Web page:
The financial services sector, especially insurers and the commodity markets, can make better risk decisions thanks to increased scientific knowledge about the climate phenomena, El Niño and La Niña, according to a new research report commissioned from the Met Office by the Lighthill Risk Network.
“The importance of El Niño and La Niña events is two-fold: they shift the risks of damaging hazards in recognisable ways and they are predictable about six months in advance,” state authors from the Met Office in their report, Global Impact of El Niño and La Niña Implications for Financial Services. “Clearly the periodic reduction of risk offers economic and societal benefits that, if known in advance, could be exploited.”
Due to the implications and risks for property, agriculture and transport infrastructure, Lighthill Risk Network asked the Met Office to examine the cycle of El Niño and La Niña episodes and the impacts that are most relevant to the finance industry globally, with a particular focus on severe rainfall and tropical storms.
In winter 2010/11 during a major La Niña episode, the state of Queensland in Australia suffered flooding losses estimated at $5.5bn, which resulted in the devastation of their sugar cane crop, disruption of the coal mining industry and wheat transport, and extensive damage to property.
El Niño and La Niña events form in the tropical Pacific ocean, where strong and extensive interactions between the ocean and atmosphere can lead to warmer or cooler than usual ocean conditions that last several months and have widespread effects. They tend to have opposite effects. There has been found, for example, a pronounced correlation for there to be fewer Atlantic hurricanes during an El Niño event and many more during La Niña events.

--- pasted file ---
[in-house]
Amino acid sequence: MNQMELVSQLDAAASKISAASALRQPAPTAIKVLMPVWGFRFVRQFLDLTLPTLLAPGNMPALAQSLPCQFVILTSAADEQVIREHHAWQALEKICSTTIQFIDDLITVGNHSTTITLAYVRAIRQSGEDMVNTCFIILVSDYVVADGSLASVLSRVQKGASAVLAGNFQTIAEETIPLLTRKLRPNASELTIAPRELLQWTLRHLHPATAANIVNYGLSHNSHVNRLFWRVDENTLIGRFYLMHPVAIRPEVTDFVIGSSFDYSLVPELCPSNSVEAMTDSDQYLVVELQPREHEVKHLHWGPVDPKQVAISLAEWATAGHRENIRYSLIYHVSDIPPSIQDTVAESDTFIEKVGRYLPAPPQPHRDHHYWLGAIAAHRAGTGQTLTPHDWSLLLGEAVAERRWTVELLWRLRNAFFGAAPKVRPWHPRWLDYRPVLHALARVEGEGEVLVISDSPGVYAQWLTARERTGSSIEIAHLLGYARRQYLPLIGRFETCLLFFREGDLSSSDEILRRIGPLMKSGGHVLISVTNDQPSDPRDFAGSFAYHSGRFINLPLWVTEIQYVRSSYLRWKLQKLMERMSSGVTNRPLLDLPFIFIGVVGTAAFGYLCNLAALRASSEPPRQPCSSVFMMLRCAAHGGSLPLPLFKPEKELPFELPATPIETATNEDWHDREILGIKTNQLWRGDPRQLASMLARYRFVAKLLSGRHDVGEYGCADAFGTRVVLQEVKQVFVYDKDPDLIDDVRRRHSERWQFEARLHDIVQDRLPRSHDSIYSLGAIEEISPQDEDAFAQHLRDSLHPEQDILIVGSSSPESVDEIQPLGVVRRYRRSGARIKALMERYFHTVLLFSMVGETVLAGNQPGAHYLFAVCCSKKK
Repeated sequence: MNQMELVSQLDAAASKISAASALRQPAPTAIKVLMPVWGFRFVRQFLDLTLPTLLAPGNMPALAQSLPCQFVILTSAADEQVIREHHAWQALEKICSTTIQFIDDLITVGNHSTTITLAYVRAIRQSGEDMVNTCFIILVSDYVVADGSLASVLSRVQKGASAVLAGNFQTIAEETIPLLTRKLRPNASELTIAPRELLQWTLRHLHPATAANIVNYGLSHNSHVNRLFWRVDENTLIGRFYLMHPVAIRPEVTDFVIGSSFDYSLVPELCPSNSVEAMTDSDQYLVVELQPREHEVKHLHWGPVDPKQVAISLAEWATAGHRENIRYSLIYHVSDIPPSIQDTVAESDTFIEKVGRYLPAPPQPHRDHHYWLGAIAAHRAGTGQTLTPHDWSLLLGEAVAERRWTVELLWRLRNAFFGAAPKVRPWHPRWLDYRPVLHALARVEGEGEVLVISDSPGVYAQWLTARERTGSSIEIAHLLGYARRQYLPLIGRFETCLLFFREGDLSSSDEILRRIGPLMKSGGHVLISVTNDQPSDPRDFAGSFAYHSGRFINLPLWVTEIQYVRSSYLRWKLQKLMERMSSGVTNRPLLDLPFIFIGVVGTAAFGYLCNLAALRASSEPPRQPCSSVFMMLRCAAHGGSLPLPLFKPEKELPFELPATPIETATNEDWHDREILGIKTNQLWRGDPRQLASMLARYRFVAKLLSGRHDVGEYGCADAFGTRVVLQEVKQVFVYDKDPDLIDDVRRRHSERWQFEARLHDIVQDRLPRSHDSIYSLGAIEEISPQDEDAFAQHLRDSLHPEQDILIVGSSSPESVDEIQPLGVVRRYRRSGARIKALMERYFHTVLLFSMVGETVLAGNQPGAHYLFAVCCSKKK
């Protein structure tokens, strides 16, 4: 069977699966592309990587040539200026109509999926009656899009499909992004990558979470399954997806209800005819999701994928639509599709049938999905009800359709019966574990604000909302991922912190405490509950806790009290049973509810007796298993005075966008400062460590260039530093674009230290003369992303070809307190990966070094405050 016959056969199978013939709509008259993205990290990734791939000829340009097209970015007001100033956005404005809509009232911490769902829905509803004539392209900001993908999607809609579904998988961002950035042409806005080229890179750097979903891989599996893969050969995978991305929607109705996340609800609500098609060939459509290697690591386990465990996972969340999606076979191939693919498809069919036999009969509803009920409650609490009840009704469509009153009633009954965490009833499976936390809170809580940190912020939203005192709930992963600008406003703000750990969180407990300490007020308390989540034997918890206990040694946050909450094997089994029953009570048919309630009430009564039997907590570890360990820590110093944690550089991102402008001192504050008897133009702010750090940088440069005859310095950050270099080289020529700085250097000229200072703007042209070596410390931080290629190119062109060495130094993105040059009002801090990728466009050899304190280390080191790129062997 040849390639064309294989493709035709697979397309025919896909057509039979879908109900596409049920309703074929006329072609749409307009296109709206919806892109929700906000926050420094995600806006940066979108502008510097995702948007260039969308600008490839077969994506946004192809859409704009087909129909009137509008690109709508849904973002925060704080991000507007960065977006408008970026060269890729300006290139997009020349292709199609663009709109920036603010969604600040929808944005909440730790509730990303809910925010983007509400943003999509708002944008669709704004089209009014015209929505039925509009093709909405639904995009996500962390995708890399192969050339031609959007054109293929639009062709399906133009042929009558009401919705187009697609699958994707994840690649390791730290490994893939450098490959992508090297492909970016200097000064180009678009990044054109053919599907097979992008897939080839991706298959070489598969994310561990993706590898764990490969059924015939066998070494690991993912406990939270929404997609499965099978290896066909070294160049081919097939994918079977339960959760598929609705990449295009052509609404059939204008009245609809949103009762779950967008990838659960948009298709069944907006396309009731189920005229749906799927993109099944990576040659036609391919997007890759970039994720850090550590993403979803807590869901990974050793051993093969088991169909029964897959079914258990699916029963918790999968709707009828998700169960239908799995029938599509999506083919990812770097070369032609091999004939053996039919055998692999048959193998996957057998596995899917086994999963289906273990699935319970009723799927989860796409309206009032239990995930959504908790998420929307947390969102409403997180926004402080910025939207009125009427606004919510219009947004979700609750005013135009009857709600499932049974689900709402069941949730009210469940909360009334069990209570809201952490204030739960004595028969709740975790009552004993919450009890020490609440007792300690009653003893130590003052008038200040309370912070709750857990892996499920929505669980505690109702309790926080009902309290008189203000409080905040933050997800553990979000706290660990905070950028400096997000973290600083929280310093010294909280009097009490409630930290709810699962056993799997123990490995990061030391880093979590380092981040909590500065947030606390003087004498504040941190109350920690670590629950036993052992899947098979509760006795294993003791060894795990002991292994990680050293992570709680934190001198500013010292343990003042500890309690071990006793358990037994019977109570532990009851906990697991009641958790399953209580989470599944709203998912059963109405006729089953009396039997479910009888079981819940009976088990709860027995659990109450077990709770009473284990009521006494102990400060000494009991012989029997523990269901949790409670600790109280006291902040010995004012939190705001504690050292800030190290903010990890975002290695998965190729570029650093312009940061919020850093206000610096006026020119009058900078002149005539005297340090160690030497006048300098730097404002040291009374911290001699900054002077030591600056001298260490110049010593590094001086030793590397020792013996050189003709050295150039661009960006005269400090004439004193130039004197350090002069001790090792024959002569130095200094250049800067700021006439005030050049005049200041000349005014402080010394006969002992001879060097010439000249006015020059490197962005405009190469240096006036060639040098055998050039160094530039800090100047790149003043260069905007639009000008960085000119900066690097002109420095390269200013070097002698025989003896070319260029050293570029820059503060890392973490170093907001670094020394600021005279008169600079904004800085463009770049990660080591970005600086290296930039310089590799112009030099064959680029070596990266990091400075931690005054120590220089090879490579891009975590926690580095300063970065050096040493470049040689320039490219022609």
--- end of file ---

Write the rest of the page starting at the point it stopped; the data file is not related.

Both El Niño and La Niña are associated with climatic shifts that affect regional temperature, rainfall amounts and wind patterns across the tropics and mid-latitude regions.
It’s not all bad news though and there can be positive effects. While some areas may experience more severe weather there are others which are likely to have less disturbed weather conditions. So one region may suffer heavy crop losses due to flooding or drought while another region may experience bumper crop yields due to perfect growing conditions and be able to command higher prices.
Negative impacts of the climate phenomena include significant damage to property, agriculture, especially crops, forestry and transport infrastructure. For property insurance and the reinsurance market, the most significant impacts are associated with damage caused by precipitation induced flooding or severe storms. Drought as a result of high temperatures and low rainfall produces low crop yields and can lead to widespread wildfires.
The best documented impacts are those associated with the very strong El Niño event in 1997/98, which was followed by an extended La Niña episode covering the next two years. US agriculture sector losses from the El Niño were estimated at $1.5-$1.7bn and those from the subsequent La Niña between $2.2 and $6.5bn.
In Kenya, the El Niño damages were estimated at 11% of the countries GDP. Conversely, La Niña caused drought damage to the extent of 16% of GDP in each of 1998/99 and 1999/00 financial years. While these impacts were unusually large, they give an idea of the range of consequences – and they may occur again, states the Met Office.
While the potential for loss caused by these weather variations is impossible to predict the re/insurance and weather risk management markets have the potential to soften the blow for property owners, agricultural and industrial concerned sectors. Climate variability is a difficult phenomena to hedge effectively as the impact varies so greatly but this just underscores the importance of having a robust scientific research effort to help effective weather risk management and re/insurance programs be put in place.
You can download the full report in PDF format here.